I found this very interesting due to the prominent Ouachita parish names and events alluded to in this article.
Saturday, May 18, 1895
Page 1, Column 6
The following is the historical account of a trip in Morehouse parish by the editor of the Monroe Bulletin:
* * * Wednesday morning Judge Richardson adjourned court sine die and invited us to accompany him in a drive down the bayou to visit the Phifer plantation, where he lived when a boy. It was the first of May and the drive was most delightful along the swift bayou, through picturesque forests, decorated with moss and flowers, among which we noticed gorgeous festoons of wild wisteria.
At the Phifer place, we were met by Mr. Moses Flewellen, the courteous and intelligent manager for Dr. Allison, who now owns this splendid property, and shown the residence which is the same that Judge Richardson’s father bought in 1826. The house is built of hewn heart pine logs and seems to be good for fifty years more.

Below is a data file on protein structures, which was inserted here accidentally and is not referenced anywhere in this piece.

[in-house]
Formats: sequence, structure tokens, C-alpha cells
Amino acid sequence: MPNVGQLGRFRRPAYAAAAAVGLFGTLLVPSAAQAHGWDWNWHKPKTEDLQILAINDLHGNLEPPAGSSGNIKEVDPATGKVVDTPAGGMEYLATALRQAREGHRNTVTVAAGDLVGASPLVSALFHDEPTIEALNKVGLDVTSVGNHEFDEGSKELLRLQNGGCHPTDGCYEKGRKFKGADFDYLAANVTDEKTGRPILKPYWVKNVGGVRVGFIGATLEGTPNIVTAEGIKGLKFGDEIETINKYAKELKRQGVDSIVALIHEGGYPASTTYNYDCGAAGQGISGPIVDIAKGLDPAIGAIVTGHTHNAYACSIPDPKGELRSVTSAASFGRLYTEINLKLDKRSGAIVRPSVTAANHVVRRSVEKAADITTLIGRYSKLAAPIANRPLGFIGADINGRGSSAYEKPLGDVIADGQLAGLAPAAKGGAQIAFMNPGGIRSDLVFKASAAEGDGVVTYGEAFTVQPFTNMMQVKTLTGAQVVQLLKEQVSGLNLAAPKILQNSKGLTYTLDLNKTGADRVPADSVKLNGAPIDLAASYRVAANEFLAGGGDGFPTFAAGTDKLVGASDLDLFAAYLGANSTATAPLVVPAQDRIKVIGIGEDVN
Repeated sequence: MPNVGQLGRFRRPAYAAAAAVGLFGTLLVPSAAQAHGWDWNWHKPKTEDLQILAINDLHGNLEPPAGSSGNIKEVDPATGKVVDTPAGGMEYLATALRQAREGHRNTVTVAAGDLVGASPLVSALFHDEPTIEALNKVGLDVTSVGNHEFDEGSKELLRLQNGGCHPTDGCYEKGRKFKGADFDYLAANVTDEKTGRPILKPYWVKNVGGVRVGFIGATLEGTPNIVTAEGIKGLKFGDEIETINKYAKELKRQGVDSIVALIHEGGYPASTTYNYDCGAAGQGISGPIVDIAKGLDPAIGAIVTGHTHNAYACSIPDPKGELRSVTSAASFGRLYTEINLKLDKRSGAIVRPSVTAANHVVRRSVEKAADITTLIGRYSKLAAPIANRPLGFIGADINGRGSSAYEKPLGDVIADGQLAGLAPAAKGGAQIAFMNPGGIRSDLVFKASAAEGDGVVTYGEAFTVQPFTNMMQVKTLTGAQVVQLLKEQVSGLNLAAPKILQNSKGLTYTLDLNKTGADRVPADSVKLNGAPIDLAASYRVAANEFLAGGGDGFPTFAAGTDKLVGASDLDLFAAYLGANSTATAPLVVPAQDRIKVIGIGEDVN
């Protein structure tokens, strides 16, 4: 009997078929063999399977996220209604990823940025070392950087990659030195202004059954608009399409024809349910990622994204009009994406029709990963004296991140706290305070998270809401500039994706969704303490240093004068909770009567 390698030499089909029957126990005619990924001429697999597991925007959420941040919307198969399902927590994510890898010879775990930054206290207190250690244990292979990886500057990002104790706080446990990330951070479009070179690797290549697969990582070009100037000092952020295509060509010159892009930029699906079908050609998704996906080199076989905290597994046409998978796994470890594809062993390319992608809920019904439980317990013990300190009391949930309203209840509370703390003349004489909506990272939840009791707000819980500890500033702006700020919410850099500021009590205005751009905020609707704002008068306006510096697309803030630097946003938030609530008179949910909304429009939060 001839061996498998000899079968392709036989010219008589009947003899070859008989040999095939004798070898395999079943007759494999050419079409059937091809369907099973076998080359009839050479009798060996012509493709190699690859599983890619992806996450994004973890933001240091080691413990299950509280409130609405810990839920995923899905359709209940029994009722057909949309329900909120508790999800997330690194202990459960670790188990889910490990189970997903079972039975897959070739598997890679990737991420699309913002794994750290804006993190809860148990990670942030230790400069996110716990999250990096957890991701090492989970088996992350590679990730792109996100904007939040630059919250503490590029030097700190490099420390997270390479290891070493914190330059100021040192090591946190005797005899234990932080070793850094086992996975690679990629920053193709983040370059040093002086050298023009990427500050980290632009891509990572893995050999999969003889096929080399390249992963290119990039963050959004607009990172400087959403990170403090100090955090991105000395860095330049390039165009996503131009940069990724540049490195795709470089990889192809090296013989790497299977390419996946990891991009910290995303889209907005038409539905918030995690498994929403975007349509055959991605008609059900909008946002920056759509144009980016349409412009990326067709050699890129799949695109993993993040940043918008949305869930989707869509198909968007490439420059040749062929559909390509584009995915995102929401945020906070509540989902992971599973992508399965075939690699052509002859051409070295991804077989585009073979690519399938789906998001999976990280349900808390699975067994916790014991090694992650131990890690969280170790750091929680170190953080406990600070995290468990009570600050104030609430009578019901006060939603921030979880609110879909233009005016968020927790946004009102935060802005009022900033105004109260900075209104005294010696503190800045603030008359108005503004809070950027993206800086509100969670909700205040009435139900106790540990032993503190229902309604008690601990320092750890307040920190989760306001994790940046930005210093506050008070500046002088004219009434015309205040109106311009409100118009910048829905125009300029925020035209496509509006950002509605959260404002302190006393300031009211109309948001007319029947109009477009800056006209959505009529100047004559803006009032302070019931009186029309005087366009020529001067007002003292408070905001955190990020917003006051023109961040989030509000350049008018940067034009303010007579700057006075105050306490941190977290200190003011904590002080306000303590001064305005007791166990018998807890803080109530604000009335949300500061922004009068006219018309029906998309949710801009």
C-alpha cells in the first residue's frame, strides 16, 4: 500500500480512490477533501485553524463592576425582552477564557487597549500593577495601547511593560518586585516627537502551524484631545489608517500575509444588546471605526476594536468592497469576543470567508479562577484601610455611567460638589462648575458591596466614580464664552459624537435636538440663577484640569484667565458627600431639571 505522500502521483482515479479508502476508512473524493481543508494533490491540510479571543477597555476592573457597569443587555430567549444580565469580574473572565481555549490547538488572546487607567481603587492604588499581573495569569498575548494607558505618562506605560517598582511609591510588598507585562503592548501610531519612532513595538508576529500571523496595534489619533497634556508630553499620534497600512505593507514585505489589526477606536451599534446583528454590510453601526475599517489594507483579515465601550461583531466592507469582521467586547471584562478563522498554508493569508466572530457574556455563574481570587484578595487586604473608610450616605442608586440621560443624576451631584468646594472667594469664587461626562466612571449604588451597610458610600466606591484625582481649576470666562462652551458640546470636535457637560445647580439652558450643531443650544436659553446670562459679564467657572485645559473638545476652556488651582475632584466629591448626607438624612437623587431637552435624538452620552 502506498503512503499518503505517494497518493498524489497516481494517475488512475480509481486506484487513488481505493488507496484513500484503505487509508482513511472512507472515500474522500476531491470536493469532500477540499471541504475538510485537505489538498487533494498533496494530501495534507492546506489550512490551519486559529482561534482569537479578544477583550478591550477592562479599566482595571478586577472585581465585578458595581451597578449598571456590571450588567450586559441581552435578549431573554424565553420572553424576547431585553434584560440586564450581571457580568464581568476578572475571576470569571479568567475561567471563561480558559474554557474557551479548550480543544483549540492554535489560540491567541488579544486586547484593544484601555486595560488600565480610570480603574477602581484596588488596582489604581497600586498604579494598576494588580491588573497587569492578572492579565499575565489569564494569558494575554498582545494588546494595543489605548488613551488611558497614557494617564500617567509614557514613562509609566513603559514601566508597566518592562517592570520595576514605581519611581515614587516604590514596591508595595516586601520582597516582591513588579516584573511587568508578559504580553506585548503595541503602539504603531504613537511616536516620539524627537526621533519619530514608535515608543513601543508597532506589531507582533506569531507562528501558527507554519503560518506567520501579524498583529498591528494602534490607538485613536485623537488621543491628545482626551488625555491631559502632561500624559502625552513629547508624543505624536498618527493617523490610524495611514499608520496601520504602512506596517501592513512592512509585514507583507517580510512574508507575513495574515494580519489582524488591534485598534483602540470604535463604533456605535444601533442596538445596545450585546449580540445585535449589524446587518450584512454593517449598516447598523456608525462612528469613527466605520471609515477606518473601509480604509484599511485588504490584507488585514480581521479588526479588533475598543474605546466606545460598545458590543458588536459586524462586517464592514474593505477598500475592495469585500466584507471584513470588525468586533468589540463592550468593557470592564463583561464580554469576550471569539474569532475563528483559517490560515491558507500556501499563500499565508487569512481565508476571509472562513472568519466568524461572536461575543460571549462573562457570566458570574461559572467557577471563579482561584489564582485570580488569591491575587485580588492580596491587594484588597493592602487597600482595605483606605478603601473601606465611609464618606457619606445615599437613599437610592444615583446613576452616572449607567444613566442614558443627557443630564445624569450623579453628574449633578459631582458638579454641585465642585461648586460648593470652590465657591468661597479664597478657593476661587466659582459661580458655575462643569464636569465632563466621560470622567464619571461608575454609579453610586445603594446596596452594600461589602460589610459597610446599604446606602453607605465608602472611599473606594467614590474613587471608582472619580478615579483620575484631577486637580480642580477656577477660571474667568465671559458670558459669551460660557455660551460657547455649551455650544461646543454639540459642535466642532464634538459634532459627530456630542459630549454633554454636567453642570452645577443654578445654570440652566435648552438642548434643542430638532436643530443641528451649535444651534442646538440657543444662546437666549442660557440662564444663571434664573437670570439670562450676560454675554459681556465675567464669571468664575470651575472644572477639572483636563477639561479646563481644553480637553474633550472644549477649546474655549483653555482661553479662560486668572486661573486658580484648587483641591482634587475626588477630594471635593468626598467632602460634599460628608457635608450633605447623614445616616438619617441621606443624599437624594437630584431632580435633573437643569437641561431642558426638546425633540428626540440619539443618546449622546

Judge Richardson had not entered this house since 1827, but he recognized the rooms and many points about the grounds.
Capt. R.D. Richardson, a native of Virginia, was an officer in the regular army of the United States. He resigned early in the twenties and became editor of the Louisiana Gazette of New Orleans. Hence he came to Ouachita in 1826 to act as second in a duel between General Hug[h]es and Dr. Hamelin [sic Hamblen]. The result of this visit was that Captain Richardson and General Downs bought this plantation on the Bartholomew, which was then a part of Ouachita parish that extended from Red to the Mississippi river.
Judge Richardson says the first year his father lived on the Bartholomew, he went to school at Prairie Mer Rouge and there was not a house on the road. Bastrop was still slumbering in the womb of time. He pointed out the spot where his father and Downs practiced pistol shooting just before the duel between Downs and Morgan in which the former was shot through the body with a musket ball. A silk handkerchief was drawn through the hole to stop the bleeding.
Captain Richardson died on the Bartholomew in 1831 and is buried on Bon Air plantation. His place on the Bartholomew passed through several hands until it reached the present owner. It is operated now pretty much after the same fashion it was seventy-five years ago. The regime of the cotton plantation has continued a long time, but it will gradually give way to the small farm. This will be brought about through the instrumentality of the loan companies. Out of 55 acres in cultivation, Mr. Flewellen has over 200 in grain.